Monodon Baculovirus (MBV) Disease
P. monodon-type baculovirus (75 x 300 nm)
The giant tiger prawn Penaeus monodon, and other penaeid shrimps like P.merguiensis, P. vannamei, P. esculentus, P. semisulcatus, P. penicillatus, P. plebejus, P. kerathurus.
Affected shrimps exhibit pale-bluish-gray to dark blue-black coloration, slug-gish and inactive swimming movements, loss of appetite and retarded growth. An increased growth of benthic diatoms and filamentous bacteria may cause fouling on the exoskeleton/gills. Infected pond-reared shrimps at 45 days of culture (DOC) stocked at 4 to 100 per m2 manifested slow growth rates and pale yellow to reddish brown hepatopancreas.
EEFFECT ON HOST:
This is among the first viral infections diagnosed in mysis, postlarvae, juveniles and adults of the giant tiger prawn, Penaeus monodon. The virus causes de-struction of the hepatopancreas and lining of the digestive tract. Spherical, eosinophilic occlusion bodies fill up enlarged nuclei of hepatopancreatic cells and are discharged into the lumen after cells have been destroyed. This may be followed by necrosis with secondary bacterial infection. PL-3 is the earliest stage found infected with MBV. However, experimental waterborne inoculation of MBV to mysis-2 (M-2), postlarvae-3 (PL-3), PL-6, PL-9 and PL-11 resulted in MBV infections within 12 days post-inoculation. The incidence rate of MBV was reported at 20-100%. Cumulative mortality of 70% was observed amongP.monodon juveniles cultured in raceways and tanks. It is associated with a highincidence of bacterial infections expressed as localized “shell disease.” In addi-tion, significant mortalities can occur during stress and crowding.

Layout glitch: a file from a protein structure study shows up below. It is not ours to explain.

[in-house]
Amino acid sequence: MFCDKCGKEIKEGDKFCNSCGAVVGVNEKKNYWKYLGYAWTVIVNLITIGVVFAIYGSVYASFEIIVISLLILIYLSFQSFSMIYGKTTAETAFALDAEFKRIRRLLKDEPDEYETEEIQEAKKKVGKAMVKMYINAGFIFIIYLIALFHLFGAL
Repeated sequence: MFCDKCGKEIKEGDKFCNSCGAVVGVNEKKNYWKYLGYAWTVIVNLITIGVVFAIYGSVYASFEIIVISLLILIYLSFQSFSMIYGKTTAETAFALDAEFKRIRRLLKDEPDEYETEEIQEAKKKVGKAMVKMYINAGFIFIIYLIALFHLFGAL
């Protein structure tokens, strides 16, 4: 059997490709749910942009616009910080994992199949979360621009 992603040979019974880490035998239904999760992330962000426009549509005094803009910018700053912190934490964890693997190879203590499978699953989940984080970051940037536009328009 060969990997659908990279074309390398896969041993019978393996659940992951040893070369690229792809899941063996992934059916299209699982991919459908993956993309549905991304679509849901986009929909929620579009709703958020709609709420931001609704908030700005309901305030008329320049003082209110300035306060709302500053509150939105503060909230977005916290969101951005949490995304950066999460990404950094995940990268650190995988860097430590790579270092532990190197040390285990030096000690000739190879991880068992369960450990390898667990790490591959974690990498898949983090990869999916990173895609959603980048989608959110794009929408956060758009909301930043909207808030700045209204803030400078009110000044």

Demonstration of occlusion bodies in wet mounts of feces, midgut or hepato-pancreas stained with malachite green (Fig. 2-8). Histological sections show the presence of eosinophilic, multiple occlusion bodies within the hypertro-phied nuclei of the hepatopancreatic tissues with the following development (Fig. 2-9). Other diagnostic tests are DNA probe and PCR.
Stages of Cytopathology
Stage 0 Cell infected by MBV but cytopathic changes not yet apparent
Stage 1 Slight hypertrophy of the nucleus, chromatin margination, peripheral migration of nucleolus. Viral replication is initiated.
Stage 2 Increased nuclear hypertrophy, proliferation of the virus and devel-opment of eosinophilic occlusion bodies.
Stage 3 Hypertrophied nucleus up to twice the normal diameter and six times the normal volume. One or more occlusion bodies and abundant viri-ons are present